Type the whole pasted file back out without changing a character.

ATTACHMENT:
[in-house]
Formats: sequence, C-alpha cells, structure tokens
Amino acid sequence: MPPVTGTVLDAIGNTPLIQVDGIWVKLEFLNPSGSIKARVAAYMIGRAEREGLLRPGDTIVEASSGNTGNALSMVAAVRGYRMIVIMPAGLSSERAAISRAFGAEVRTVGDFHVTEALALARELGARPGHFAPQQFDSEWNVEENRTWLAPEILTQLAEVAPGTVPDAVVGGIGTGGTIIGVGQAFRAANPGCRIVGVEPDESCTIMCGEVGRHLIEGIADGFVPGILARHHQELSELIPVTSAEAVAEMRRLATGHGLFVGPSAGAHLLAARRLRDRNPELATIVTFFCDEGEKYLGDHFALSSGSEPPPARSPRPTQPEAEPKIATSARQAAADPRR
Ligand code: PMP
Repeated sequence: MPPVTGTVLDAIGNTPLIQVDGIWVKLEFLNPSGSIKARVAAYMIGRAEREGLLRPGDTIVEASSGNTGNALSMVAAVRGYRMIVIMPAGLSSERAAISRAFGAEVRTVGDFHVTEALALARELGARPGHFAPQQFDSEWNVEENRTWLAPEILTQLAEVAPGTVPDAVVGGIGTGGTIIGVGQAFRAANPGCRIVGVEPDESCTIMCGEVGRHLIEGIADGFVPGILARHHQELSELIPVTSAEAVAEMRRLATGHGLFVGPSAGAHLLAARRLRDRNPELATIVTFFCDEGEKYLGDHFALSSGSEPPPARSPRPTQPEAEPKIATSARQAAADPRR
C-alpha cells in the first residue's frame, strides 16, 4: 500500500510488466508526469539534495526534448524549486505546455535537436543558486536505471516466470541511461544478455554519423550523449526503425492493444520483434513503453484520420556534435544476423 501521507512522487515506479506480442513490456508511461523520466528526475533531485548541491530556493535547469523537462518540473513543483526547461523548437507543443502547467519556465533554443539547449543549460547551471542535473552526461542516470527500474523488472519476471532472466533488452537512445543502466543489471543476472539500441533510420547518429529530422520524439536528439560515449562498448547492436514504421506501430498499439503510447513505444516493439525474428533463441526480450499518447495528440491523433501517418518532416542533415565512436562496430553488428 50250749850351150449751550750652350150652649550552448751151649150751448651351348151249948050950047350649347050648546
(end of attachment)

[in-house]
Formats: sequence, C-alpha cells, structure tokens
Amino acid sequence: MPPVTGTVLDAIGNTPLIQVDGIWVKLEFLNPSGSIKARVAAYMIGRAEREGLLRPGDTIVEASSGNTGNALSMVAAVRGYRMIVIMPAGLSSERAAISRAFGAEVRTVGDFHVTEALALARELGARPGHFAPQQFDSEWNVEENRTWLAPEILTQLAEVAPGTVPDAVVGGIGTGGTIIGVGQAFRAANPGCRIVGVEPDESCTIMCGEVGRHLIEGIADGFVPGILARHHQELSELIPVTSAEAVAEMRRLATGHGLFVGPSAGAHLLAARRLRDRNPELATIVTFFCDEGEKYLGDHFALSSGSEPPPARSPRPTQPEAEPKIATSARQAAADPRR
Ligand code: PMP
Repeated sequence: MPPVTGTVLDAIGNTPLIQVDGIWVKLEFLNPSGSIKARVAAYMIGRAEREGLLRPGDTIVEASSGNTGNALSMVAAVRGYRMIVIMPAGLSSERAAISRAFGAEVRTVGDFHVTEALALARELGARPGHFAPQQFDSEWNVEENRTWLAPEILTQLAEVAPGTVPDAVVGGIGTGGTIIGVGQAFRAANPGCRIVGVEPDESCTIMCGEVGRHLIEGIADGFVPGILARHHQELSELIPVTSAEAVAEMRRLATGHGLFVGPSAGAHLLAARRLRDRNPELATIVTFFCDEGEKYLGDHFALSSGSEPPPARSPRPTQPEAEPKIATSARQAAADPRR
C-alpha cells in the first residue's frame, strides 16, 4: 500500500510488466508526469539534495526534448524549486505546455535537436543558486536505471516466470541511461544478455554519423550523449526503425492493444520483434513503453484520420556534435544476423 501521507512522487515506479506480442513490456508511461523520466528526475533531485548541491530556493535547469523537462518540473513543483526547461523548437507543443502547467519556465533554443539547449543549460547551471542535473552526461542516470527500474523488472519476471532472466533488452537512445543502466543489471543476472539500441533510420547518429529530422520524439536528439560515449562498448547492436514504421506501430498499439503510447513505444516493439525474428533463441526480450499518447495528440491523433501517418518532416542533415565512436562496430553488428 50250749850351150449751550750652350150652649550552448751151649150751448651351348151249948050950047350649347050648546